Within the past year, K4 has been fortunate to partner with the up-and-coming local fast casual dining company Tom + Chee, that you may have seen on ABC’s Shark Tank. We were hired to develop layouts for every new franchise location and have worked with them to provide the best space possible for more efficiently producing the variety of grilled cheese sandwiches and tomato soup that they are famous for. With the number of dining options on the market it is essential that Tom + Chee have the quickest systems available with interesting branding throughout their stores and seating options suitable to the clientele and flow of traffic.
Spring is in the air! As the warm weather rolls in and the days get longer, it’s the perfect time to take a break, breathe some fresh air and get out of town! What better way to boost creativity, gain a new perspective and increase work productivity than travelling. Successful writers, artists and even physicists have had some of their best discoveries and successes while away from home or living abroad. Travel allows your mind to relax and be open to new experiences and ideas. As the famous writer J.R.R. Tolkien said, “Not all who wander are lost.”
Travel Boosts Creativity.
Curiosity of a new environment can awaken your senses and make you acutely aware of your surroundings. Whether it’s a remote countryside in Scotland or a trendy London restaurant; exposure to culture, movement, color, and texture provide you with new experiences that can be interpreted and transferred into your daily life or your next design project.
London, England Isle of the Skye, Scotland Montreal, Canada
Author’s Own Photos
Since the process by which buildings are designed and built entails the efforts of many interested parties, a very important feature of an exceptional building program is good teamwork. As the design team point person, there are many ways the project architect can contribute to the achievement of successful teamwork.
As is true with any endeavor, the business of achieving high quality teamwork is enhanced by effective communication – the topic of my blog posted 12/8/14.
At the inception of a project, all members of the design team must be informed of and understand the Client’s budget, time frame and design parameters for the project. In accord with that information, agreements must be entered into with the Client and consulting engineers which concisely describe the scope of design services by and compensation for each member of the design team.
As teller transactions continue to be on the decline each year, financial institutions are exploring new and better ways to define the overall branch experience. Branch transformation seems to be an everyday part of our vocabulary as designers for financial institutions, since banks and credit unions seem to be in constant evolution with their facility design. Branch networks are challenged to provide more efficient operations and staffing, while continuing to provide enhanced services to differentiate themselves in their marketplace and reinforce their brand.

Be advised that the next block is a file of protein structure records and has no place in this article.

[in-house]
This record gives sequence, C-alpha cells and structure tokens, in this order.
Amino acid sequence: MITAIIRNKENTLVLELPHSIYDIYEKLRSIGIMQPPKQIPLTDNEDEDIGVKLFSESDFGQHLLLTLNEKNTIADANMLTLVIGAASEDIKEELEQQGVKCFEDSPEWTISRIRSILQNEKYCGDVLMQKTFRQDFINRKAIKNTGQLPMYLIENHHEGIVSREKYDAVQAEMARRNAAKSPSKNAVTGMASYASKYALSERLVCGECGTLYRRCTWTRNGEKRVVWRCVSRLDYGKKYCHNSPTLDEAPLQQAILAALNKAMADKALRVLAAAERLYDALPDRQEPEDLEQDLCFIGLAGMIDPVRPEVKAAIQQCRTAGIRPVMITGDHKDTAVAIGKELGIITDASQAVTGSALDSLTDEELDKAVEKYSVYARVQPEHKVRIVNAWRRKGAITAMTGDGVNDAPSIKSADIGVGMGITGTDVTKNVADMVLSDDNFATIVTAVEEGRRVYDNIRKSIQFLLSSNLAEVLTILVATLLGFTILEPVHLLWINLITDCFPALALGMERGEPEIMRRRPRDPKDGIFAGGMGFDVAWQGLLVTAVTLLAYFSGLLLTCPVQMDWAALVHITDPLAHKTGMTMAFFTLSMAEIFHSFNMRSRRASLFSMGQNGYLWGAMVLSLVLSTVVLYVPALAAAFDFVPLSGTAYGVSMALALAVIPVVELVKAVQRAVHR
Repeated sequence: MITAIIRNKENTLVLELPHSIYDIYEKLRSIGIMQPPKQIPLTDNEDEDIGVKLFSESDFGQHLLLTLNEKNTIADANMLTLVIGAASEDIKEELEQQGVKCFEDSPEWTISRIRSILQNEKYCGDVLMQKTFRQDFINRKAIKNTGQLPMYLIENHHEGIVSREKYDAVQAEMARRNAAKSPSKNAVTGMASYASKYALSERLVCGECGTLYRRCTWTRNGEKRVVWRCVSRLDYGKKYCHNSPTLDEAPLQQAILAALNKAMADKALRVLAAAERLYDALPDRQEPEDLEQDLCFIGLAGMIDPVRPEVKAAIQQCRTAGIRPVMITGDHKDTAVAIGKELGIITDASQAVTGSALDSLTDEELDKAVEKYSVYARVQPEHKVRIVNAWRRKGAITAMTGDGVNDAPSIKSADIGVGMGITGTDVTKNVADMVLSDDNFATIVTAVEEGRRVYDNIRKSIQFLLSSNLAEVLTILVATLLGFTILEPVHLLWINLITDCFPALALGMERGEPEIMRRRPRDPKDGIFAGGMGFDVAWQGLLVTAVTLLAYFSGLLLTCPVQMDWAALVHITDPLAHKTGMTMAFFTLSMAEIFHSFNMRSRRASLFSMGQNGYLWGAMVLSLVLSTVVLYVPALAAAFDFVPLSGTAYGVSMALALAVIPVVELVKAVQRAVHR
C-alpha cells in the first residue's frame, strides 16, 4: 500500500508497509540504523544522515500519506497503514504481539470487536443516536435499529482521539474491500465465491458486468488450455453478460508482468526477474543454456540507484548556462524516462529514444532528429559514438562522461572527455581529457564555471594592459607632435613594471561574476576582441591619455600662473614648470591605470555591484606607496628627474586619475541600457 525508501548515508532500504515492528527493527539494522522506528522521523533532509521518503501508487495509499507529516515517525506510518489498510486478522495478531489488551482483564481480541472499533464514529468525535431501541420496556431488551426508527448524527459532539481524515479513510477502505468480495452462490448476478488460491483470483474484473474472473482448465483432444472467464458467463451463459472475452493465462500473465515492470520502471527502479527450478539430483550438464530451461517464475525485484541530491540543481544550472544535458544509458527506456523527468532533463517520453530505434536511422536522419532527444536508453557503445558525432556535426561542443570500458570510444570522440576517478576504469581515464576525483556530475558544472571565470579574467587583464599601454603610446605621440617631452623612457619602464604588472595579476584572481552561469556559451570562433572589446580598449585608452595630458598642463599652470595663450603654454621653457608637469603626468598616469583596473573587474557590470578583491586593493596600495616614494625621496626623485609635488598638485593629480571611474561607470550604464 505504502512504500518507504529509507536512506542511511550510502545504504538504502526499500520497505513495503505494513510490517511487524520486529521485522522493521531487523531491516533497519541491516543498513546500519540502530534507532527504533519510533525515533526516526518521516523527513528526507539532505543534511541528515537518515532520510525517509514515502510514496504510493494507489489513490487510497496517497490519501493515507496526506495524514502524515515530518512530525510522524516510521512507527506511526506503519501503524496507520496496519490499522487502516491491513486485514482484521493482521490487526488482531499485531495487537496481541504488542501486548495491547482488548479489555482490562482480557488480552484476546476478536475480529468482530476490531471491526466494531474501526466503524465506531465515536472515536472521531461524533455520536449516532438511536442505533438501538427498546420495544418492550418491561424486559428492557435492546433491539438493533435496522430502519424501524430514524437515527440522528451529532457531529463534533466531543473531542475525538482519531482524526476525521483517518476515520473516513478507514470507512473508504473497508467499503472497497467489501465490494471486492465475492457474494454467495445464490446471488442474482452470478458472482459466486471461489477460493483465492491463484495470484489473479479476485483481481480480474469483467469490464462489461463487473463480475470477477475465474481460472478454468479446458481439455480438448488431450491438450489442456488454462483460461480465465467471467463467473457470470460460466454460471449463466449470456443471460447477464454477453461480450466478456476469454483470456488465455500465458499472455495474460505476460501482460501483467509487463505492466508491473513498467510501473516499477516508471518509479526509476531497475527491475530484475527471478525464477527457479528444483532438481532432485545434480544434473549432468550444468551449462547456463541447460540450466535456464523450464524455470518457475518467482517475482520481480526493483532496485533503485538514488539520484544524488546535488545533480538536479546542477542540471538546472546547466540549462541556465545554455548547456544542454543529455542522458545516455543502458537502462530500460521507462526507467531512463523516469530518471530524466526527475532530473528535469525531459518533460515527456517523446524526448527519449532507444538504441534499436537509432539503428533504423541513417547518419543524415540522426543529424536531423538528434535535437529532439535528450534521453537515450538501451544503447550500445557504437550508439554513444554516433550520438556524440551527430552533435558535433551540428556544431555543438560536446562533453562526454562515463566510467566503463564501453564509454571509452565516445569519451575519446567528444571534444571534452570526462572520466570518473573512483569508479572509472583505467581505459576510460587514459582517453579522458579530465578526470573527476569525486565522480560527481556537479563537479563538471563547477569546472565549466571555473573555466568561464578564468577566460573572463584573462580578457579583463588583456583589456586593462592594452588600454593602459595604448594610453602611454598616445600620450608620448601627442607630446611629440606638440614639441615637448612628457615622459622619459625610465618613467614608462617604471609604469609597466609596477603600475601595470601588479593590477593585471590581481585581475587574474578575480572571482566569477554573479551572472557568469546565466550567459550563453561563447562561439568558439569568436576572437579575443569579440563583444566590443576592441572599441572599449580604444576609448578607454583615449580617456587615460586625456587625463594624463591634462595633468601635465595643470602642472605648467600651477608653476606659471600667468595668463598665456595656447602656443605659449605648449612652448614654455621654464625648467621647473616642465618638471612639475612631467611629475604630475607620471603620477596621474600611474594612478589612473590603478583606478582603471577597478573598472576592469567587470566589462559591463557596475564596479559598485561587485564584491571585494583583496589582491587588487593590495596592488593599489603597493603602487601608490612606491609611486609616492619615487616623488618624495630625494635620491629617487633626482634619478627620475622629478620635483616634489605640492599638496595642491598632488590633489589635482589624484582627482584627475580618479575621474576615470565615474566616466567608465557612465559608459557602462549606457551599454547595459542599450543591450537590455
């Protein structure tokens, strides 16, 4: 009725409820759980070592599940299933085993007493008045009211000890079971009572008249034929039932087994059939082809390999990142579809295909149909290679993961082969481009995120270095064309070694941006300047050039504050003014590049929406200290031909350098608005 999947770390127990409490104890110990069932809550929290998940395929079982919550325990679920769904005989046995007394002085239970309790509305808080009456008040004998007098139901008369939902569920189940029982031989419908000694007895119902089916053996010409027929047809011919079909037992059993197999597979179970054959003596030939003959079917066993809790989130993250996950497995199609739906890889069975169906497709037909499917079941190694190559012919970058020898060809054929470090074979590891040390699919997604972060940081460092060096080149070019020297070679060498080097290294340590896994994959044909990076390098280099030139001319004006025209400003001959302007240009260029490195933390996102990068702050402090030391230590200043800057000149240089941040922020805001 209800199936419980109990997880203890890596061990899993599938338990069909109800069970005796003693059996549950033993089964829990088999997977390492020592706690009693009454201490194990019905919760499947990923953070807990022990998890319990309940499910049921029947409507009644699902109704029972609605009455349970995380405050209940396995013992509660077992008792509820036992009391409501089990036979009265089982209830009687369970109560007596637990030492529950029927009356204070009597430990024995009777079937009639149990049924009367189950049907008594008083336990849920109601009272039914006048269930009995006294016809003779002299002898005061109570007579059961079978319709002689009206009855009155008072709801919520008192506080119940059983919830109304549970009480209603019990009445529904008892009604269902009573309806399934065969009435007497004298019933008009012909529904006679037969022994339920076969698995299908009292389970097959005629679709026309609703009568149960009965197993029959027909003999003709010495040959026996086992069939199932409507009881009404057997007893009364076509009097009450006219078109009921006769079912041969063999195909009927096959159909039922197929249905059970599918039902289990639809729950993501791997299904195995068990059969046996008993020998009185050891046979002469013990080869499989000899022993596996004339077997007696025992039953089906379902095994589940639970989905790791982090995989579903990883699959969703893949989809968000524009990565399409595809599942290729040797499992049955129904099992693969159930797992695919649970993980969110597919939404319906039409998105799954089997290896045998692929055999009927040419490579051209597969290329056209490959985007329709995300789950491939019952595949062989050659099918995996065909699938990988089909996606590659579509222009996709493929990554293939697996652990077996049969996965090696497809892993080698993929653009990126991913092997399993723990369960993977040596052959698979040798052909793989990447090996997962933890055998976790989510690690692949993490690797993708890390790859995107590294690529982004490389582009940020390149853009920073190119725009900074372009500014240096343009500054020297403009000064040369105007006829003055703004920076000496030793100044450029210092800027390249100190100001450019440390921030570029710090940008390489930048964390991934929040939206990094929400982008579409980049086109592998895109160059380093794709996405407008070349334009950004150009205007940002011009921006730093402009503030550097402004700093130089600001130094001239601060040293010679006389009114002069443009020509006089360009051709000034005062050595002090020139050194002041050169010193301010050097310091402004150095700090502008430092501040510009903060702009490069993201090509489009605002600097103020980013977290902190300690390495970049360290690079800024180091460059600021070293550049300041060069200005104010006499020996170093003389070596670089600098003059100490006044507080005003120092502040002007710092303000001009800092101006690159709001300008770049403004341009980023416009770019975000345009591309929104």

One approach that seems to be gaining momentum is the introduction of Interactive Teller Machines or ITMs. These devices are capturing the attention of the financial industry because of the potential to reduce both personnel and operating costs, while offering greater security features and reducing the risk of fraud and the threat of robbery. Financial institutions staff the ITM’s with live tellers, serving several branches and drive through facilities from a central location or call center by means of real time video.
I recently finished reading The Innovators by Walter Isaacson, who also authored the Steve Jobs biography. Both books are amazing reads of the “who’s who” among digital pioneers who are behind the technology driving everything we now take for granted. The digital age exploded with the invention of the microchip- and Moore’s Law, which predicted that the complexity-factor in micro components, read ‘capacity’, would double at a factor of 2 per year, while the costs would halve. This has proven itself out and led to us all carrying around complex micro-computers in our pockets everyday.
“…a key lesson for innovation: Understand which industries are symbiotic so that you can capitalize on how they will spur each other on. If someone could provide a pithy and accurate rule for predicting the trend lines, it would help entrepreneurs and venture capitalists to apply this lesson.”
- The Innovators, p. 183
So what does all this have to do with the Building Industry? Unfortunately, not much. While new products are being developed with newer, lighter, stronger and more energy efficient materials, and there have been leaps in the technology and software to design and model new buildings, there have been exactly zero disruptive changes to the way buildings actually get built.